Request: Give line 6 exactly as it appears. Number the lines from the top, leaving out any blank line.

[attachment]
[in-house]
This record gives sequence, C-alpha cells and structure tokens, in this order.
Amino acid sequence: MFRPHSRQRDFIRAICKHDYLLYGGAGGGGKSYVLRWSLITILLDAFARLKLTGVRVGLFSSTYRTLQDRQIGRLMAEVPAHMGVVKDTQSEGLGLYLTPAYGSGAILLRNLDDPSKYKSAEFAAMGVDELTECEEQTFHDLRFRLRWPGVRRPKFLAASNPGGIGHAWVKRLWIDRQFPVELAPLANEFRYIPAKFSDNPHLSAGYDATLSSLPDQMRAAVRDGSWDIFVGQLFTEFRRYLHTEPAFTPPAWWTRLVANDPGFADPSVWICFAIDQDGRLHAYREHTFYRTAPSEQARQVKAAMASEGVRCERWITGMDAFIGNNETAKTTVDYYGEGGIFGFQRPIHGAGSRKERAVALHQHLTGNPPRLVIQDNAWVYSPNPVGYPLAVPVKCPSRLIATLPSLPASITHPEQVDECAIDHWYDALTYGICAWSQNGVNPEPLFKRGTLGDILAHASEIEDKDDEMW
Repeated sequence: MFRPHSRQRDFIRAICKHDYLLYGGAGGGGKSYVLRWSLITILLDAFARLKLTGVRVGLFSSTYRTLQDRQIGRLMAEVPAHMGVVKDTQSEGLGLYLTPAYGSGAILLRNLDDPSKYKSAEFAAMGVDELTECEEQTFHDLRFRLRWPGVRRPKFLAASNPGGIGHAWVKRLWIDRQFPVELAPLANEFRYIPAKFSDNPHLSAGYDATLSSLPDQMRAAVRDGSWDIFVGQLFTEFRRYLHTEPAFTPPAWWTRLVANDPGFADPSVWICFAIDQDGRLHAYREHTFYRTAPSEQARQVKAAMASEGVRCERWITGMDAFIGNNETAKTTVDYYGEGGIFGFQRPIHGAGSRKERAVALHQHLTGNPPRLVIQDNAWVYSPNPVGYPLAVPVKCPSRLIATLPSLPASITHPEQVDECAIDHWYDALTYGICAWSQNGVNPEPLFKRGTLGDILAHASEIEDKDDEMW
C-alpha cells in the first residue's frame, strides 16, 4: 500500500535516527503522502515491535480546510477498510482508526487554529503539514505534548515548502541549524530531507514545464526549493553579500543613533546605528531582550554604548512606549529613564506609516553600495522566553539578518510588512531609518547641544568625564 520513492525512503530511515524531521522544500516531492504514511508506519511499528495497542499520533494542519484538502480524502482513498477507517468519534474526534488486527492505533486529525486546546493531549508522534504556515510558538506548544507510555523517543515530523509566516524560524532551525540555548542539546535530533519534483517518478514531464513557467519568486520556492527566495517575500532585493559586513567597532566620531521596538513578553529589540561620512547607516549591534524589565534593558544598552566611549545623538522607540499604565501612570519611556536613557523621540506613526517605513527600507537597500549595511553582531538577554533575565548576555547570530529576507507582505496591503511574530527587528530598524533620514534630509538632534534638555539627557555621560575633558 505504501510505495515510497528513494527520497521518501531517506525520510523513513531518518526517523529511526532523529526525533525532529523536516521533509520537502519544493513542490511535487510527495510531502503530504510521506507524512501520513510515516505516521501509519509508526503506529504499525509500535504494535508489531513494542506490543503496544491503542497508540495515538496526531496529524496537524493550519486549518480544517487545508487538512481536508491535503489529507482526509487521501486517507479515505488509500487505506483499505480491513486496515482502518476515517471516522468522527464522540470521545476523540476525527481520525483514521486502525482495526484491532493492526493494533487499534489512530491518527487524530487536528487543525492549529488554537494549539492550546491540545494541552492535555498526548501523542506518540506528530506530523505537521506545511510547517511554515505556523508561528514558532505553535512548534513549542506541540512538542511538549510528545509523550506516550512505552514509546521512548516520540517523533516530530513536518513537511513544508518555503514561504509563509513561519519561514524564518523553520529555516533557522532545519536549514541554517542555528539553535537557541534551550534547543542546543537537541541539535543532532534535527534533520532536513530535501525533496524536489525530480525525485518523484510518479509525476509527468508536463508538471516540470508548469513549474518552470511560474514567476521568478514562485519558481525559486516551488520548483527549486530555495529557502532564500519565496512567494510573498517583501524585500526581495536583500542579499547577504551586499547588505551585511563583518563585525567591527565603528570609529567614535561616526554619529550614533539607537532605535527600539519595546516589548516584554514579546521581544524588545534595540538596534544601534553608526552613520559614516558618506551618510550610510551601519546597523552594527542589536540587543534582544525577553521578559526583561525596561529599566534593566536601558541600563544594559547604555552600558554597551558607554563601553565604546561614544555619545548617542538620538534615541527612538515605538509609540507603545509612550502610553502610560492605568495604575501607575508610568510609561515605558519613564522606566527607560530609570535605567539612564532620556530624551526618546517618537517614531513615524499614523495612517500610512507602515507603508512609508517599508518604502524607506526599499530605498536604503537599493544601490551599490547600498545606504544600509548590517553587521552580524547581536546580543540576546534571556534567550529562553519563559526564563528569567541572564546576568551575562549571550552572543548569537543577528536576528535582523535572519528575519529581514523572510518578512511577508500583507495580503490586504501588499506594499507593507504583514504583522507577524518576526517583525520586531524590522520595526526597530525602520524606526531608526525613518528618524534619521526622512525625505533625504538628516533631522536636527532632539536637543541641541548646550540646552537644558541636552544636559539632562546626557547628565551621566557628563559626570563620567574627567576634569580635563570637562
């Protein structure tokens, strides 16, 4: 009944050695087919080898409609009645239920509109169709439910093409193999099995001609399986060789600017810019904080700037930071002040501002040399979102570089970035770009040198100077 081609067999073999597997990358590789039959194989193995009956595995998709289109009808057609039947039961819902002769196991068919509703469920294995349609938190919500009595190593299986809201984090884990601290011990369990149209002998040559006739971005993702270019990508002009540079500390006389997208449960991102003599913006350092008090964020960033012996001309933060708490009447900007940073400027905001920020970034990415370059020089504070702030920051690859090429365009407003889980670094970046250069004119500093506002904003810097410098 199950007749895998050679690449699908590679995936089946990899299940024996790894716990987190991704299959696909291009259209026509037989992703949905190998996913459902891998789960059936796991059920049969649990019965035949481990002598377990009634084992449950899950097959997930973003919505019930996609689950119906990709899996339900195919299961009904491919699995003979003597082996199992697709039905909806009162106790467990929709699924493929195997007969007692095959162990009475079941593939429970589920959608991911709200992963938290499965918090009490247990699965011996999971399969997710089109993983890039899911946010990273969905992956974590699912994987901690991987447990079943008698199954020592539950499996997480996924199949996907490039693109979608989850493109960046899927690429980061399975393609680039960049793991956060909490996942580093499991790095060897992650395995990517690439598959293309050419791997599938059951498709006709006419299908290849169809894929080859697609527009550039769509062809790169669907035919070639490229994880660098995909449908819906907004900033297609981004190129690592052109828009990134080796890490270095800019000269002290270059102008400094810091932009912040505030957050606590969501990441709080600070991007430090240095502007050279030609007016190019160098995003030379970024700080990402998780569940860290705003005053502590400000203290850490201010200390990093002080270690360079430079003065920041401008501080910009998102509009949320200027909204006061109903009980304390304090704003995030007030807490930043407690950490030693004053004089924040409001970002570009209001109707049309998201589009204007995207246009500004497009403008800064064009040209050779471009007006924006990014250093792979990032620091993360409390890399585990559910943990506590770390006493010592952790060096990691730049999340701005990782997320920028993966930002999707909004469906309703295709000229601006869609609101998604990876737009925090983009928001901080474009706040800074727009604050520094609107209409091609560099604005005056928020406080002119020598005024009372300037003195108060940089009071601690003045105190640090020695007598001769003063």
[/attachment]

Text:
């Protein structure tokens, strides 16, 4: 009944050695087919080898409609009645239920509109169709439910093409193999099995001609399986060789600017810019904080700037930071002040501002040399979102570089970035770009040198100077 081609067999073999597997990358590789039959194989193995009956595995998709289109009808057609039947039961819902002769196991068919509703469920294995349609938190919500009595190593299986809201984090884990601290011990369990149209002998040559006739971005993702270019990508002009540079500390006389997208449960991102003599913006350092008090964020960033012996001309933060708490009447900007940073400027905001920020970034990415370059020089504070702030920051690859090429365009407003889980670094970046250069004119500093506002904003810097410098 199950007749895998050679690449699908590679995936089946990899299940024996790894716990987190991704299959696909291009259209026509037989992703949905190998996913459902891998789960059936796991059920049969649990019965035949481990002598377990009634084992449950899950097959997930973003919505019930996609689950119906990709899996339900195919299961009904491919699995003979003597082996199992697709039905909806009162106790467990929709699924493929195997007969007692095959162990009475079941593939429970589920959608991911709200992963938290499965918090009490247990699965011996999971399969997710089109993983890039899911946010990273969905992956974590699912994987901690991987447990079943008698199954020592539950499996997480996924199949996907490039693109979608989850493109960046899927690429980061399975393609680039960049793991956060909490996942580093499991790095060897992650395995990517690439598959293309050419791997599938059951498709006709006419299908290849169809894929080859697609527009550039769509062809790169669907035919070639490229994880660098995909449908819906907004900033297609981004190129690592052109828009990134080796890490270095800019000269002290270059102008400094810091932009912040505030957050606590969501990441709080600070991007430090240095502007050279030609007016190019160098995003030379970024700080990402998780569940860290705003005053502590400000203290850490201010200390990093002080270690360079430079003065920041401008501080910009998102509009949320200027909204006061109903009980304390304090704003995030007030807490930043407690950490030693004053004089924040409001970002570009209001109707049309998201589009204007995207246009500004497009403008800064064009040209050779471009007006924006990014250093792979990032620091993360409390890399585990559910943990506590770390006493010592952790060096990691730049999340701005990782997320920028993966930002999707909004469906309703295709000229601006869609609101998604990876737009925090983009928001901080474009706040800074727009604050520094609107209409091609560099604005005056928020406080002119020598005024009372300037003195108060940089009071601690003045105190640090020695007598001769003063």